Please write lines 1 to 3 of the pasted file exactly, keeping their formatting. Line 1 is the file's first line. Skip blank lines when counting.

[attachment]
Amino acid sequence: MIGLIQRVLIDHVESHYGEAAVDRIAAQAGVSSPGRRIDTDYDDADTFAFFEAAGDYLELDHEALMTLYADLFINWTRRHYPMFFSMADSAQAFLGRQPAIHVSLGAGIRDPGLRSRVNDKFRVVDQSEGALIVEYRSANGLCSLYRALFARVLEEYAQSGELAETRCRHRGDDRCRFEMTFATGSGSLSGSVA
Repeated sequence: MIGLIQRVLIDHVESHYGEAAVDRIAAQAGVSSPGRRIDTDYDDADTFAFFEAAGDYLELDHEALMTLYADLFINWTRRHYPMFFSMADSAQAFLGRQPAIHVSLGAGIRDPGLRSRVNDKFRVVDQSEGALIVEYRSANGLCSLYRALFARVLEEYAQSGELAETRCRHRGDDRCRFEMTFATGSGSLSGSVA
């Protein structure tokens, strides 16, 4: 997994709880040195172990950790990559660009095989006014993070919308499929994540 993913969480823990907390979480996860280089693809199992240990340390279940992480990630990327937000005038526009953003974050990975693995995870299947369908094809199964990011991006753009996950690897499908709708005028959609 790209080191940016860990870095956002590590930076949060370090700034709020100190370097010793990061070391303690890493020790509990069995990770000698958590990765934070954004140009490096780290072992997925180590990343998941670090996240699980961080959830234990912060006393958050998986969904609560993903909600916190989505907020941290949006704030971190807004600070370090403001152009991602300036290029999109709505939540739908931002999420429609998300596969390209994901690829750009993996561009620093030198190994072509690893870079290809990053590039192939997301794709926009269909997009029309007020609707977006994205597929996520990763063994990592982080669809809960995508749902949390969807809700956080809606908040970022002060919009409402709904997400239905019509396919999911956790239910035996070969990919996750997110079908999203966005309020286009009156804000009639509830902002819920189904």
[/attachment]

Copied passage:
Amino acid sequence: MIGLIQRVLIDHVESHYGEAAVDRIAAQAGVSSPGRRIDTDYDDADTFAFFEAAGDYLELDHEALMTLYADLFINWTRRHYPMFFSMADSAQAFLGRQPAIHVSLGAGIRDPGLRSRVNDKFRVVDQSEGALIVEYRSANGLCSLYRALFARVLEEYAQSGELAETRCRHRGDDRCRFEMTFATGSGSLSGSVA
Repeated sequence: MIGLIQRVLIDHVESHYGEAAVDRIAAQAGVSSPGRRIDTDYDDADTFAFFEAAGDYLELDHEALMTLYADLFINWTRRHYPMFFSMADSAQAFLGRQPAIHVSLGAGIRDPGLRSRVNDKFRVVDQSEGALIVEYRSANGLCSLYRALFARVLEEYAQSGELAETRCRHRGDDRCRFEMTFATGSGSLSGSVA
């Protein structure tokens, strides 16, 4: 997994709880040195172990950790990559660009095989006014993070919308499929994540 993913969480823990907390979480996860280089693809199992240990340390279940992480990630990327937000005038526009953003974050990975693995995870299947369908094809199964990011991006753009996950690897499908709708005028959609 790209080191940016860990870095956002590590930076949060370090700034709020100190370097010793990061070391303690890493020790509990069995990770000698958590990765934070954004140009490096780290072992997925180590990343998941670090996240699980961080959830234990912060006393958050998986969904609560993903909600916190989505907020941290949006704030971190807004600070370090403001152009991602300036290029999109709505939540739908931002999420429609998300596969390209994901690829750009993996561009620093030198190994072509690893870079290809990053590039192939997301794709926009269909997009029309007020609707977006994205597929996520990763063994990592982080669809809960995508749902949390969807809700956080809606908040970022002060919009409402709904997400239905019509396919999911956790239910035996070969990919996750997110079908999203966005309020286009009156804000009639509830902002819920189904």